The Late Comedic Genius Jerry Lewis Could Do Everything—Even Avant-Garde Photography. See His Art Here.
He took a camera with him everywhere he went.
As America mourns the death of Jerry Lewis, written tributes and obituaries have recounted the legendary comedian’s storied career, from his work on stage and screen to the vast sums he raised for charity. But there is a lesser-known side of the comedian also worthy of reflection: his art.
Lewis, it turns out, was a dedicated avant-garde photographer, who took pictures obsessively and created an extensive body of light-based abstract work over several decades.
The comedian’s artistic career culminated with a show at the Marjorie Barrick Museum of Art at the University of Las Vegas, Nevada, in 2014. The exhibit showcased approximately 200 of Lewis’s original photographs, taken between 1966 through the mid-’80s.
“Some of his earliest work was so experimental, [as demonstrated by] his use of light and reflection,” Las Vegas-based art advisor and exhibition curator Michele Quinn told artnet News in an email. “It would be looked at as something perhaps common today, but considering the time he was making these it was really groundbreaking.”
Photography was an extension of how Lewis saw the world, according to Quinn. “It was amazing to discover that his love for photography was a lifelong passion, he carried a camera with him everywhere he went.” she said, “He was a true artist.”
Lewis’s photography, she said, fit seamlessly into his work on screen. He even introduced elements of his practice into his day job. “[M]any people do not realize how involved he was in filmmaking and how he actually invented techniques that are still used today, such as the ‘rewind’ in the editing process,” she said. “This mastering of both film and still photography was inherent to his entire being.”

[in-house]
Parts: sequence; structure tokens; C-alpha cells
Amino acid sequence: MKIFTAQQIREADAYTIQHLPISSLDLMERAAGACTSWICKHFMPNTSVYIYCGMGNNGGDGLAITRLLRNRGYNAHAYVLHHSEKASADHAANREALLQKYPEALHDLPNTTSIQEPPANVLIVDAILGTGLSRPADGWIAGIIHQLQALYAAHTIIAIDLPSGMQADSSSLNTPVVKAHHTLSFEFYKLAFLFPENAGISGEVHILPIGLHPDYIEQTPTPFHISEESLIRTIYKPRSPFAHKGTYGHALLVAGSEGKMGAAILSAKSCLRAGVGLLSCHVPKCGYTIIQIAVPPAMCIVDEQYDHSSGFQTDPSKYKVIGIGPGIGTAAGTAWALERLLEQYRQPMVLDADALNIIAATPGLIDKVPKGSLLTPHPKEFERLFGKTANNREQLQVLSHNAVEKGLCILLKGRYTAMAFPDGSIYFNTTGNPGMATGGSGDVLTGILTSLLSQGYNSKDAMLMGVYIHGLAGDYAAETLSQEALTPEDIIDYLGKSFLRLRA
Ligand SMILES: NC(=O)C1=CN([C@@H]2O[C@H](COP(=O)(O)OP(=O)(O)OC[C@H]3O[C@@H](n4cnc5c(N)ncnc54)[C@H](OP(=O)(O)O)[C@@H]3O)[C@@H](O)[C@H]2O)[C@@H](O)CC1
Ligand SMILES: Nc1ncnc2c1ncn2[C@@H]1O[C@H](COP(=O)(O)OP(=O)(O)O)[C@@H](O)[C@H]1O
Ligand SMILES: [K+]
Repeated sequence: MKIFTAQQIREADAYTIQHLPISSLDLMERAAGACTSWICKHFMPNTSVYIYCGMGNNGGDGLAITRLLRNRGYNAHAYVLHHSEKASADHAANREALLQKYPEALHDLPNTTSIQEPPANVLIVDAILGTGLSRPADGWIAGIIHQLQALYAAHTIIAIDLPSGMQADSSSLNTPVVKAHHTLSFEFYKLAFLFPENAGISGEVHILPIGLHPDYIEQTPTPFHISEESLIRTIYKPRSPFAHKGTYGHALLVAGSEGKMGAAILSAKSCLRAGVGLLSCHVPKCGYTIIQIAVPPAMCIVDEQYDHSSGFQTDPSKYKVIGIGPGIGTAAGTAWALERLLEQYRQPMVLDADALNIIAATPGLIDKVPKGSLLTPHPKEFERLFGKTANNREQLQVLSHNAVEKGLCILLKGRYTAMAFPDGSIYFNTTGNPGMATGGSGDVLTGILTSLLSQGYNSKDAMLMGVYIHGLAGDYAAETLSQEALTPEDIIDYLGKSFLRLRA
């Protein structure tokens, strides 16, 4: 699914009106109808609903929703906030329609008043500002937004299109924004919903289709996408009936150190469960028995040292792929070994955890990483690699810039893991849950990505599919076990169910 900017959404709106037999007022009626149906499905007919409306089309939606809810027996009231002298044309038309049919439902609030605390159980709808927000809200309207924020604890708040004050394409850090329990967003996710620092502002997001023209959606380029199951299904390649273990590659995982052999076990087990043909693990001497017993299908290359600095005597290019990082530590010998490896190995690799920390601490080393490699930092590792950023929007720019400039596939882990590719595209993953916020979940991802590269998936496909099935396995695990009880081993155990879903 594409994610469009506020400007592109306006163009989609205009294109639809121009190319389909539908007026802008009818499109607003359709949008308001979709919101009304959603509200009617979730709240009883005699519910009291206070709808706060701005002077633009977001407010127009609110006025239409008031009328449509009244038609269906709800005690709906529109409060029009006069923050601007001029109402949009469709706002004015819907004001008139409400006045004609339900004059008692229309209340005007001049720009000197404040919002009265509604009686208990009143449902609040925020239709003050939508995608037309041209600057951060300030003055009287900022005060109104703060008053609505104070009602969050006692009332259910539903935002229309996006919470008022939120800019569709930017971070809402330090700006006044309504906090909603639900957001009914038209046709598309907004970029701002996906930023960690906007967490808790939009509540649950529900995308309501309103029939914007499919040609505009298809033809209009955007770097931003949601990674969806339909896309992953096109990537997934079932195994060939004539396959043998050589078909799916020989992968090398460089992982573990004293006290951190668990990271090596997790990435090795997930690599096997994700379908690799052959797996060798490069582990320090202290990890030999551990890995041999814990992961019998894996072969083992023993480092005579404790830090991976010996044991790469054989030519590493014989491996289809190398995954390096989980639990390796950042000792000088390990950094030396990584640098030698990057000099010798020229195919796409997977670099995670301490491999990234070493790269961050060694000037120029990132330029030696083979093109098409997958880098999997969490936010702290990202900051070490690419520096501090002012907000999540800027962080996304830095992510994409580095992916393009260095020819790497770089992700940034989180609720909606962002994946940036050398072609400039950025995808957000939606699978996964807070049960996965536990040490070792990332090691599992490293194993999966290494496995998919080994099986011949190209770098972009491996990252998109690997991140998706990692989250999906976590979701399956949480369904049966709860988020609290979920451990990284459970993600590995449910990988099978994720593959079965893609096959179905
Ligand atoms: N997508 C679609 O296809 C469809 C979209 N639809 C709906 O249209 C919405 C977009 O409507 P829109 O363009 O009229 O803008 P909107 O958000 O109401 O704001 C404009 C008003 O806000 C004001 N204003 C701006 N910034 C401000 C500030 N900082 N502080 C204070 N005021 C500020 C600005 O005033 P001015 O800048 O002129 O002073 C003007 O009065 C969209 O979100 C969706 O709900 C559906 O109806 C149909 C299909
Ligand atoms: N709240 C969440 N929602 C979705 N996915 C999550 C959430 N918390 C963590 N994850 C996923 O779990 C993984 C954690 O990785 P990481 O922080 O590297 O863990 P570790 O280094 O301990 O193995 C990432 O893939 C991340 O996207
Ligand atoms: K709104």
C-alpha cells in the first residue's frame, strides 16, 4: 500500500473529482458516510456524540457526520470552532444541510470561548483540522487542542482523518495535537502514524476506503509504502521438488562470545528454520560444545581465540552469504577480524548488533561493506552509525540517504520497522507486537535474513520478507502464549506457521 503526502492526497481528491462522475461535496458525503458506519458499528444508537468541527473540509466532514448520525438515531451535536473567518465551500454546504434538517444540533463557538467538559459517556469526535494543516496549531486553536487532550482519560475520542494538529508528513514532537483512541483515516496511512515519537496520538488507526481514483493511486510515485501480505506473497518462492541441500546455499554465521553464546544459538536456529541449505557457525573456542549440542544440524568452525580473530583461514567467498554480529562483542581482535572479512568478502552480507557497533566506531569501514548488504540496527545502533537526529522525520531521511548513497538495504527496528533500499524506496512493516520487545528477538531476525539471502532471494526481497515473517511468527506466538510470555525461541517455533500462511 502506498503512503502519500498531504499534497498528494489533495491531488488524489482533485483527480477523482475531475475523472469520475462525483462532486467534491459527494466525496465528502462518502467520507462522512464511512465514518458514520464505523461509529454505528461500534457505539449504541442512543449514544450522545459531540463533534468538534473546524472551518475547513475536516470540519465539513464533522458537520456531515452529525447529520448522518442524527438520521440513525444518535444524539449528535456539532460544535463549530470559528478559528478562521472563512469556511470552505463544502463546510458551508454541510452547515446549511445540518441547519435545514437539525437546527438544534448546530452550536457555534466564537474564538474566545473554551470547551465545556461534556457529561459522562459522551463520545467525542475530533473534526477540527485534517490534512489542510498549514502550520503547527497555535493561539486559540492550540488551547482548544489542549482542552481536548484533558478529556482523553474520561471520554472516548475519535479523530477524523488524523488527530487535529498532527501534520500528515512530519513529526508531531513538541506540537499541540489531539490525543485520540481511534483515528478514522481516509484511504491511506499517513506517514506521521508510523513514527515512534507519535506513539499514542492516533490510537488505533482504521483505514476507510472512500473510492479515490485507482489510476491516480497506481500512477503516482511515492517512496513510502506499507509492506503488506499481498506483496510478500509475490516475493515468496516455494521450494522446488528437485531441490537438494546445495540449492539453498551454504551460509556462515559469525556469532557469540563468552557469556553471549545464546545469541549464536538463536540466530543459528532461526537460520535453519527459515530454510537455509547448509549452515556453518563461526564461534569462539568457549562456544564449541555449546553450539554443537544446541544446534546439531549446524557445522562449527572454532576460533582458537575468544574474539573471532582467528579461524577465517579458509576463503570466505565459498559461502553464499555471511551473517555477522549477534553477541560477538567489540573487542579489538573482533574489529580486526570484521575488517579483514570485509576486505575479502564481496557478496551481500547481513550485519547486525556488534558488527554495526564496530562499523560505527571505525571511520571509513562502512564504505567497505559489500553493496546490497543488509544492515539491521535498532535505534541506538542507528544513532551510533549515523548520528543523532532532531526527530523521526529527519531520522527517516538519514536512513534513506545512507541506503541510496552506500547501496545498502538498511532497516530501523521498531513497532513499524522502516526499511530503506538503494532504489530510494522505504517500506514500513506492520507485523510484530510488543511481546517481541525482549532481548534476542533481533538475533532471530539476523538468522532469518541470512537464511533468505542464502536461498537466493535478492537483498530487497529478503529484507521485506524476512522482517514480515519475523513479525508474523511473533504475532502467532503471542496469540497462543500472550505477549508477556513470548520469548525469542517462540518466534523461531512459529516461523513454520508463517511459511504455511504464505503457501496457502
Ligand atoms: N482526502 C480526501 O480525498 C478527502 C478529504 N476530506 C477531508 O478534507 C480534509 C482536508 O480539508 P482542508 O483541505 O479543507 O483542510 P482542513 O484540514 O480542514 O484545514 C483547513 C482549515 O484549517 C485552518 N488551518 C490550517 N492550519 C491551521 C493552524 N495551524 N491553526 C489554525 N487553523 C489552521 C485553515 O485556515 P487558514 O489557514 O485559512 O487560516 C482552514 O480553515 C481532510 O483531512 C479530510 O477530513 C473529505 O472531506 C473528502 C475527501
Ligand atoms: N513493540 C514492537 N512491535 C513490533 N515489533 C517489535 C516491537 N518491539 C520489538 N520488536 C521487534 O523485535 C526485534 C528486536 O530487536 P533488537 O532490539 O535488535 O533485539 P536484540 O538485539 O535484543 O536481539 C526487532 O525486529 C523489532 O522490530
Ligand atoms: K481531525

In an interview with artnet News, Barrick Museum director Alisha Kerlin noted that Lewis’s work in photography and filmmaking demonstrates how artists can channel their creativity through different mediums.
“I think that it shows that creative types wear many different hats and what you’re known for in the world may not be what you’re working on at the moment,” she said. “Over decades and decades, he was creating this really vast body of work, and I think that it’s really enlightening to demonstrate that what people show the public isn’t necessarily the only thing they might be interested in.”
Follow artnet News on Facebook:
Want to stay ahead of the art world? Subscribe to our newsletter to get the breaking news, eye-opening interviews, and incisive critical takes that drive the conversation forward.